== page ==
ibusinesslines.com September 23, 2017

Federal court rejects Trump's travel ban, again

26 June 2017, 07:50 | Laverne Osborne

The judges say Donald Trump violated US immigration law by discriminating against people based on their nationality

The judges say Donald Trump violated US immigration law by discriminating against people based on their nationality

On June 6, Trump tweeted: "That's right, we need a travel ban for certain unsafe countries, not some politically correct term that won't help us protect our people!", reports CNN.

On May 25, the Fourth Circuit of the U.S. Court of Appeals ruled against the travel ban and affirmed the nationwide preliminary injunction on the EO.

The 9th Circuit Court of Appeals, in upholding a block on the travel ban, argued that the White House did not provide a valid reason for barring travelers from certain countries and violated immigration law by discriminating against individuals based on nationality when it comes to issuing visas.

The 9th Circuit rebuffed the administration's efforts to reinstate that part of the order as well. It ruled on the basis immigration law, not the Constitution.

The 4th US Circuit also has called Trump's national security concerns an after-the-fact justification for a policy that was "steeped in animus and directed at a single religious group".

At the Supreme Court, anything is possible if you have five votes - a majority of the court.

Earlier this month, the administration approached the Supreme Court after a defeat in the 4 Circuit Court of Appeals.

Trump had issued his initial travel ban executive order a week into his presidency, unleashing chaos at airports, mass protests in the USA and worldwide, condemnation from a broad spectrum of global leaders - and unprecedented attacks by the president on the federal judiciary after judges ruled against the ban.

The 9th Circuit heard arguments May 15 in an expedited appeal of the Hawaii case.

The ruling, issued on Mondayfrom a three judge panel was unanimous and upheld most aspects of a ruling made in March by Federal District Court in Hawaii that stayed Trump's revised version of his travel ban.

In initiating the legal challenge against the second travel ban on March 9, Hawaii Attorney General Doug Chin noted that the new order, compared with the initial ban, "nothing of substance has changed: there is the same blanket ban on entry from Muslim-majority countries". The federal court decided in line with the other courts that have blocked the president's executive order Protecting the national from foreign terrorist entry into the United States. The original order also barred Iraqi nationals from entering the United States.

"At this point, it's surprising if a court rules in favor of the travel ban", Levinson told AFP. The administration suspended the US Refugee Admissions Program (USRAP) for 120 days and executed an infinite ban on the refugees from Syria.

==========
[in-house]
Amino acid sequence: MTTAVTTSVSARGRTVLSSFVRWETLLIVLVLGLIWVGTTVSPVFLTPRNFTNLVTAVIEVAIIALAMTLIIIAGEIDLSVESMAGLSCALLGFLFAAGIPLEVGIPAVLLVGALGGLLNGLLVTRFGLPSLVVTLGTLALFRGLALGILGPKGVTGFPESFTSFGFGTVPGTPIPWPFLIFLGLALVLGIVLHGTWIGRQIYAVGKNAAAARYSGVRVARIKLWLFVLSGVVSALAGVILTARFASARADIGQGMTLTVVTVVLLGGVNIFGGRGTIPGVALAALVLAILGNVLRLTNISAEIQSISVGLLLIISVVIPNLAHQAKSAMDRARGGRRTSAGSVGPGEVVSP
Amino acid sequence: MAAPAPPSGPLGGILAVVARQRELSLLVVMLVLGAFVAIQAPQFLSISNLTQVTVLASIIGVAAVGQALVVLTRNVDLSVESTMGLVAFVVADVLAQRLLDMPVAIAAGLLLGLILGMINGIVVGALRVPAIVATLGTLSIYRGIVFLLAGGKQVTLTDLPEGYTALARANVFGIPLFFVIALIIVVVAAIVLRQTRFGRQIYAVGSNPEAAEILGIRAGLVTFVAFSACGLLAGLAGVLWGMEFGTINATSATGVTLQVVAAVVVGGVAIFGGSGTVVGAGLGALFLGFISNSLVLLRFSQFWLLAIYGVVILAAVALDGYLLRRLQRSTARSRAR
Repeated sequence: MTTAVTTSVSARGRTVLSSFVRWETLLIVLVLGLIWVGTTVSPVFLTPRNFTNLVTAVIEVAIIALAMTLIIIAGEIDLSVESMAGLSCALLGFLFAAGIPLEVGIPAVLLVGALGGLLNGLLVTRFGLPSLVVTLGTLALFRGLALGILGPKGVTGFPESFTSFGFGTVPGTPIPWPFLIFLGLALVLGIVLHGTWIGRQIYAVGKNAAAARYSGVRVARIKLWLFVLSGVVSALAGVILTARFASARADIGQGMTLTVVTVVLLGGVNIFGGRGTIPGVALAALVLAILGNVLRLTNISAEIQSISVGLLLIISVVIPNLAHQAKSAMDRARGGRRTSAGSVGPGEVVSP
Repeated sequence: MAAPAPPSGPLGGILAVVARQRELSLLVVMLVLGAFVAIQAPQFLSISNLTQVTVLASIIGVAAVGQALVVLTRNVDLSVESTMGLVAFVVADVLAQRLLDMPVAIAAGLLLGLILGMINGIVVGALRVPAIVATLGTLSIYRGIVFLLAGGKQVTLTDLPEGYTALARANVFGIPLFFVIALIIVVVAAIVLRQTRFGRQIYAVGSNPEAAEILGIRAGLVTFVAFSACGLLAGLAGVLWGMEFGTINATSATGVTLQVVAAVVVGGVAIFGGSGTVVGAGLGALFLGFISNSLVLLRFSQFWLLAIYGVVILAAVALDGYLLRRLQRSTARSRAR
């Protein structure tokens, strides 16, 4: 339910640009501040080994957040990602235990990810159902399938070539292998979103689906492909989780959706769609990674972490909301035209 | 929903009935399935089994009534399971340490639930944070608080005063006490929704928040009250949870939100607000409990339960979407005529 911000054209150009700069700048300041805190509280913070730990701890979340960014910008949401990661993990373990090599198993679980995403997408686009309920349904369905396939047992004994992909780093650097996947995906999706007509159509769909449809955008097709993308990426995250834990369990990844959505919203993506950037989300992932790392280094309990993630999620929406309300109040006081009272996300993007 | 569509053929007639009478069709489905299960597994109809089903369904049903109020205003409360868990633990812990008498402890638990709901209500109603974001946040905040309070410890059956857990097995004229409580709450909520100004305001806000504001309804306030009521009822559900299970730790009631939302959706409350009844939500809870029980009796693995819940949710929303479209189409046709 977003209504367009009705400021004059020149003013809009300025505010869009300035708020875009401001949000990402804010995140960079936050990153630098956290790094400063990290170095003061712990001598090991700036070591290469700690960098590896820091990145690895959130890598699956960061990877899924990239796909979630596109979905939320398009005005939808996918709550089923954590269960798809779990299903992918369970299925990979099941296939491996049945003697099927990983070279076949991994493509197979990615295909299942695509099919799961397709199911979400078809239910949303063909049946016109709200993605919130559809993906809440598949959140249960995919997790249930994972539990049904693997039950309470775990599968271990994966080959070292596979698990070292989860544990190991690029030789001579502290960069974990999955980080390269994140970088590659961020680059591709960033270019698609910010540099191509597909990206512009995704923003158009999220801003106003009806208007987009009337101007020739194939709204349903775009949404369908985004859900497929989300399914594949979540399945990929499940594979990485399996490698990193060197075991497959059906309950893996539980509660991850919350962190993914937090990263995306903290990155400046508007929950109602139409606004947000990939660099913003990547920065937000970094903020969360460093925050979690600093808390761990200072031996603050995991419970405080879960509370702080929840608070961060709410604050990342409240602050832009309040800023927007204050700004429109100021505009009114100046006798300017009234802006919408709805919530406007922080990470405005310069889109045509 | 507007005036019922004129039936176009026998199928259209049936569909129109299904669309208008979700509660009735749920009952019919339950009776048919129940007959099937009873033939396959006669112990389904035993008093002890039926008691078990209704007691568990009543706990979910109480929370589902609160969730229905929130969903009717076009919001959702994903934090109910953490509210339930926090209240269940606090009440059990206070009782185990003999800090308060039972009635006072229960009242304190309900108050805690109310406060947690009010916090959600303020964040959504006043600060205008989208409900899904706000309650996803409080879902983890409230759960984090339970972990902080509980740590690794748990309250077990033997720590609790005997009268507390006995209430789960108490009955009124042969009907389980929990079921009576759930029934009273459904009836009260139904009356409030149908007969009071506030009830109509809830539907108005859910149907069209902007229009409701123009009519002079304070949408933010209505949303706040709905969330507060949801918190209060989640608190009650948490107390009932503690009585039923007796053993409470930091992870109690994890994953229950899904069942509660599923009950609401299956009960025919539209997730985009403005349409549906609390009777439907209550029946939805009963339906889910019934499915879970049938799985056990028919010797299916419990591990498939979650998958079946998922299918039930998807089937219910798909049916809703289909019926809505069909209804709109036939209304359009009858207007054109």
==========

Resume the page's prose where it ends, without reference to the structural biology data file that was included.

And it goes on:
Other News

Trending Now

Trump supporters should take no comfort in outcome of Georgia election
Pelosi went on to condemn Republicans who attack San Francisco. "I welcome the discussion, but I am honored by the support". So with fresh evidence that tying Ossoff to Pelosi worked, Republicans are promising more of the same next year.

Spieth maintains lead in Travelers Championship
Even though McIlroy finish six shots off the lead, he was excited by his return to form as he looked forward to the Irish Open. He's been trying to find his short game this week and chose to switch Saturday from the putter he began using while at the U.S.

Opposition's president nominee Meira Kumar gets 'Z+' security
He appealed to the electorates from Telangana State to vote as per their conscience in the Presidential elections . Tyagi reiterated Nitish Kumar's statement, saying that Meira Kumar should be nominated to win and not to lose.

American Airlines 'puzzled' by Qatar investment approach
His company has bought its way into other airlines, including the parent of British Airways , a close partner of American. State Department questioned the actions and said it was supporting Kuwaiti efforts to resolve the dispute.

Washington Redskins owner 'thrilled' by Supreme Court's trademark ruling
Patent and Trademark Office tried to do when it denied registration of the Washington You-Know-Whos in 2014. Court of Appeals for the 4th Circuit in Richmond, pending the Supreme Court's decision in the Slants case.

After The Amazon Deal: What Will Shopping At Whole Foods Feel Like?
In Whole Foods , Amazon is acquiring a company that recently has come under pressure from investors for its lagging performance. Whole Foods brick and mortar stores will remain open. "This is Amazon retaliating and getting more into physical retail".

Fowler focusing on positives despite another major disappointment
I don't want to say I'm a slow learner but it was something that took me a while to actually master. "I think it's really cool". Despite such a chill personality, there was some irritation about not winning as much as he felt he should.